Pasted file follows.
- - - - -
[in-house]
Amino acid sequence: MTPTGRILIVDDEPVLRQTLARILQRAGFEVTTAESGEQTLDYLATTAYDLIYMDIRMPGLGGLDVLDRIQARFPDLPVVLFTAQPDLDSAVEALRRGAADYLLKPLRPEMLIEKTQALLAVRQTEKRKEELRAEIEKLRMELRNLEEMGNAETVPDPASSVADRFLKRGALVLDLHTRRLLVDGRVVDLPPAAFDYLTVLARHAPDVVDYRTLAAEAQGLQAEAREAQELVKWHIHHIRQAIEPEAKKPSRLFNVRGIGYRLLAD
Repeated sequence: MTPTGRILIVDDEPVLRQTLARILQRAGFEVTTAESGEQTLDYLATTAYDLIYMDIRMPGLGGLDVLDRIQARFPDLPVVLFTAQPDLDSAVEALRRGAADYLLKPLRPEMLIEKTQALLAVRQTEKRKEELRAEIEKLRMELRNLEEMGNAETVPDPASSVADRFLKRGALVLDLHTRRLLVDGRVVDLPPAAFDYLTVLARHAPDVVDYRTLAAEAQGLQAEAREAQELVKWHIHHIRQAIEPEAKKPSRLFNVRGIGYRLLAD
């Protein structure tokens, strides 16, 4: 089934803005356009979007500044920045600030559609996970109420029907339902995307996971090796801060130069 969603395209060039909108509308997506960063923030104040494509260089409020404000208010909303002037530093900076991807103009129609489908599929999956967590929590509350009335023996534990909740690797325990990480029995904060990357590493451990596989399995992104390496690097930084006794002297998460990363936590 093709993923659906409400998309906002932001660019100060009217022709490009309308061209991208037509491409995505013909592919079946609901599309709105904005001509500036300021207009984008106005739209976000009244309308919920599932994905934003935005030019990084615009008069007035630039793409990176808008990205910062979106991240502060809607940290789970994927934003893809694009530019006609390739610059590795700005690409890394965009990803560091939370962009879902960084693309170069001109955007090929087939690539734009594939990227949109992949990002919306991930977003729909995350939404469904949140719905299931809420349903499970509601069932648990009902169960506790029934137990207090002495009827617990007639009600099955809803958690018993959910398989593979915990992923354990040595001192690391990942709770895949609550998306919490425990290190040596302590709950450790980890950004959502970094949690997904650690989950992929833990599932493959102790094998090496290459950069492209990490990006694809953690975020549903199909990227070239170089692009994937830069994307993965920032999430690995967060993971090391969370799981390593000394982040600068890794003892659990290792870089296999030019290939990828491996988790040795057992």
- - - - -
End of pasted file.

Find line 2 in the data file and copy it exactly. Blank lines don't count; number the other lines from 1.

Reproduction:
Amino acid sequence: MTPTGRILIVDDEPVLRQTLARILQRAGFEVTTAESGEQTLDYLATTAYDLIYMDIRMPGLGGLDVLDRIQARFPDLPVVLFTAQPDLDSAVEALRRGAADYLLKPLRPEMLIEKTQALLAVRQTEKRKEELRAEIEKLRMELRNLEEMGNAETVPDPASSVADRFLKRGALVLDLHTRRLLVDGRVVDLPPAAFDYLTVLARHAPDVVDYRTLAAEAQGLQAEAREAQELVKWHIHHIRQAIEPEAKKPSRLFNVRGIGYRLLAD